Crown is a hair anthem for all types and textures and empowers young and old alike to be proud of their locks. Let’s go behind the mike for the backstory. The following excerpt was originally published at yahoo.com.

Kelly Rowland, in partnership with Dove, just released an inspiring new track titled “Crown” that’s all about loving your locks no matter what. The accompanying video shows off a group of young girls shutting down bullies, embracing their beauty and rocking out alongside the Destiny’s Child alum.

Speaking to PEOPLE about the video and her inspiration behind the song, Rowland, 37, says the lyrics “My hair, my crown” comes from “having love for your hair. Gaining the confidence to be able to wear it however you please, or to cut it however you please, have your texture however you please.”

Kelly Rowland Releases Inspiring New \'Crown\' Video with Dove to Help Girls Love Their Hair

Rowland’s billowing curls are on full display in the video alongside girls like Tyrielle Davis and Faith Fennidy, who made headlines when they were ordered to leave school due to having braids or extensions in their hair. “I was pissed, to be honest,” says Rowland of hearing the girls’ stories.

“It’s enough stuff that young people have to go through, and for you to basically be bullying them, a school to be bullying them and telling them what they should look like or how they should wear their hair. You are out of place. You are not their parents.”

…Rowland herself made the decision to rock her natural hair. “My nieces and my son are looking at me. That’s it, that was the whole reason I wanted to go natural. I wanted them to see natural hair on me every and anywhere that I went. Whether it was on TV, wherever it was, I thought that was important.”

What do you think about Rowland’s hair anthem, Crown? Does it inspire you to love your hair? Give it a fab or fair rating in the comments section of this post.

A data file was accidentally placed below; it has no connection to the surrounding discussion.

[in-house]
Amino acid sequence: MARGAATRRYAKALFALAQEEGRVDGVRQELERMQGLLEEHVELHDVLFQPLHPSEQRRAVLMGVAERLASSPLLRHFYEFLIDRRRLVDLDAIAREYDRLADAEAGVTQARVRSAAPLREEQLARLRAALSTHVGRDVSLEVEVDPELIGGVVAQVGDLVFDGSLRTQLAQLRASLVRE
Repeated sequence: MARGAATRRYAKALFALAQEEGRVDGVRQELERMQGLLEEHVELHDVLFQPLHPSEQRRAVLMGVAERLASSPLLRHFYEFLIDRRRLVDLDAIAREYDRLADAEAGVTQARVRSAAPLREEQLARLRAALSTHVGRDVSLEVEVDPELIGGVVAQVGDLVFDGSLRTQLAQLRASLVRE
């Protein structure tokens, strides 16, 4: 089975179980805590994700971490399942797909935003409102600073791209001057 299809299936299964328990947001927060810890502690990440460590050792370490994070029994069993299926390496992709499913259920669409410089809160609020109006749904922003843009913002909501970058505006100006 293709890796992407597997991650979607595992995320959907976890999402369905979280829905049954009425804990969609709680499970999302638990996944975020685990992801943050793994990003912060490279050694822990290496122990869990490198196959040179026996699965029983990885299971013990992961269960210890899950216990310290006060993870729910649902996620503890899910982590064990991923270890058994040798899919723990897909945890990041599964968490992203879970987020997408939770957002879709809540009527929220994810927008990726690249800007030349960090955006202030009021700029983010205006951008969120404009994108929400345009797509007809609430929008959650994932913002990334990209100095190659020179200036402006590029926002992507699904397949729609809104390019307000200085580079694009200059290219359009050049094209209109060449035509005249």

Back2Basics: Stress and Hair Loss

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Back2Basics Hair Care

Class is now in session, and it is time to go back to basics for an elementary lesson on the connection between stress and hair loss. Review the following strands of thought to understand why hair loss occurs and what you can do about it.

Everyone experiences intermittent stress in life. Professional and personal demands, illnesses and trauma can wreak havoc on your mental health.

Sometimes that stress can trigger your body to react in ways that can be frustrating and embarrassing. These include issues like brittle nails, acne breakouts and hair loss.

The type of hair loss that results from physical and emotional stressors is called telogen effluvium, in which large amounts of stress push hair follicles into a resting period. As a result, the hair begins to shed, causing the appearance of thinning, which can be more prominent in certain areas of the scalp than others.

“The hair follicle has its own life cycle — growth, transition, resting and falling out of hair shaft,” said Dr. Julia Tzu, a double board-certified dermatologist and the founder and medical director of Wall Street Dermatology. Stress alters the percentage of hairs in the growth stage and shifts them to the resting, or telogen, stage.

“No one really understands the complex biology that determines the clockwork behind hair cycling,” she continued. “What is known is that stressors do bend the clock and shift hairs towards the telogen phase.”

But this doesn’t necessarily lead to lasting damage. According to Dr. Lauren Ploch, a board-certified dermatologist at the Georgia Dermatology and Skin Cancer Center, telogen effluvium doesn’t always cause permanent hair loss or baldness.

“Complete baldness does not occur unless there is an underlying inflammatory process” like alopecia areata, an autoimmune disease that causes hair loss in patches and can be triggered by severe stress, she said.

You won’t notice a difference in hair loss immediately after experiencing something particularly stressful.